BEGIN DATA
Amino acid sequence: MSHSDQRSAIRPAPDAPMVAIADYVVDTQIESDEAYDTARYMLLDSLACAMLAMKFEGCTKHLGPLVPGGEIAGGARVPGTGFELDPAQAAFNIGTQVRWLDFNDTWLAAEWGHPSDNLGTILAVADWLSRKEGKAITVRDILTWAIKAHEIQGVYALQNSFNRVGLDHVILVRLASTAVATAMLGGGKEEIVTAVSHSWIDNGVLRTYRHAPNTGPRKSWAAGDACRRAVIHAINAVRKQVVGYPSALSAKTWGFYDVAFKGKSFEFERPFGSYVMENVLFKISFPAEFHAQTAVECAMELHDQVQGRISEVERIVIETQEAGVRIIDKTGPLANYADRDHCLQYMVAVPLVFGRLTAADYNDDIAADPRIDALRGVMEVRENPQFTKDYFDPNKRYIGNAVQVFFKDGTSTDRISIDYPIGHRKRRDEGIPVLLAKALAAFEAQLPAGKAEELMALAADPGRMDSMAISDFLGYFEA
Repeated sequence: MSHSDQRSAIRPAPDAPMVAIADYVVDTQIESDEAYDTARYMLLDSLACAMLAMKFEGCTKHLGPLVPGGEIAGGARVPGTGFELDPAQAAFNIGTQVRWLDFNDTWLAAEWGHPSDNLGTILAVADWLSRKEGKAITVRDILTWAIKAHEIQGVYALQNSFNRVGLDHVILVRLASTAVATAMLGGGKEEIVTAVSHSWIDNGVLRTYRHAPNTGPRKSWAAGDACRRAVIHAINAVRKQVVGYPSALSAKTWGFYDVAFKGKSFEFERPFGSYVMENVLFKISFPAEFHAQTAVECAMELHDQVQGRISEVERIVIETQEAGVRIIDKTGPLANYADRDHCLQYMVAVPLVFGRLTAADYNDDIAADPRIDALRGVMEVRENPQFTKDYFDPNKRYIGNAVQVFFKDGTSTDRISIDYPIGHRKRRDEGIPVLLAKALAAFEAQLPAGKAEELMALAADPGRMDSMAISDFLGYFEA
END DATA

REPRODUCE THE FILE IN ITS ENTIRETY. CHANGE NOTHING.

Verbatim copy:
Amino acid sequence: MSHSDQRSAIRPAPDAPMVAIADYVVDTQIESDEAYDTARYMLLDSLACAMLAMKFEGCTKHLGPLVPGGEIAGGARVPGTGFELDPAQAAFNIGTQVRWLDFNDTWLAAEWGHPSDNLGTILAVADWLSRKEGKAITVRDILTWAIKAHEIQGVYALQNSFNRVGLDHVILVRLASTAVATAMLGGGKEEIVTAVSHSWIDNGVLRTYRHAPNTGPRKSWAAGDACRRAVIHAINAVRKQVVGYPSALSAKTWGFYDVAFKGKSFEFERPFGSYVMENVLFKISFPAEFHAQTAVECAMELHDQVQGRISEVERIVIETQEAGVRIIDKTGPLANYADRDHCLQYMVAVPLVFGRLTAADYNDDIAADPRIDALRGVMEVRENPQFTKDYFDPNKRYIGNAVQVFFKDGTSTDRISIDYPIGHRKRRDEGIPVLLAKALAAFEAQLPAGKAEELMALAADPGRMDSMAISDFLGYFEA
Repeated sequence: MSHSDQRSAIRPAPDAPMVAIADYVVDTQIESDEAYDTARYMLLDSLACAMLAMKFEGCTKHLGPLVPGGEIAGGARVPGTGFELDPAQAAFNIGTQVRWLDFNDTWLAAEWGHPSDNLGTILAVADWLSRKEGKAITVRDILTWAIKAHEIQGVYALQNSFNRVGLDHVILVRLASTAVATAMLGGGKEEIVTAVSHSWIDNGVLRTYRHAPNTGPRKSWAAGDACRRAVIHAINAVRKQVVGYPSALSAKTWGFYDVAFKGKSFEFERPFGSYVMENVLFKISFPAEFHAQTAVECAMELHDQVQGRISEVERIVIETQEAGVRIIDKTGPLANYADRDHCLQYMVAVPLVFGRLTAADYNDDIAADPRIDALRGVMEVRENPQFTKDYFDPNKRYIGNAVQVFFKDGTSTDRISIDYPIGHRKRRDEGIPVLLAKALAAFEAQLPAGKAEELMALAADPGRMDSMAISDFLGYFEA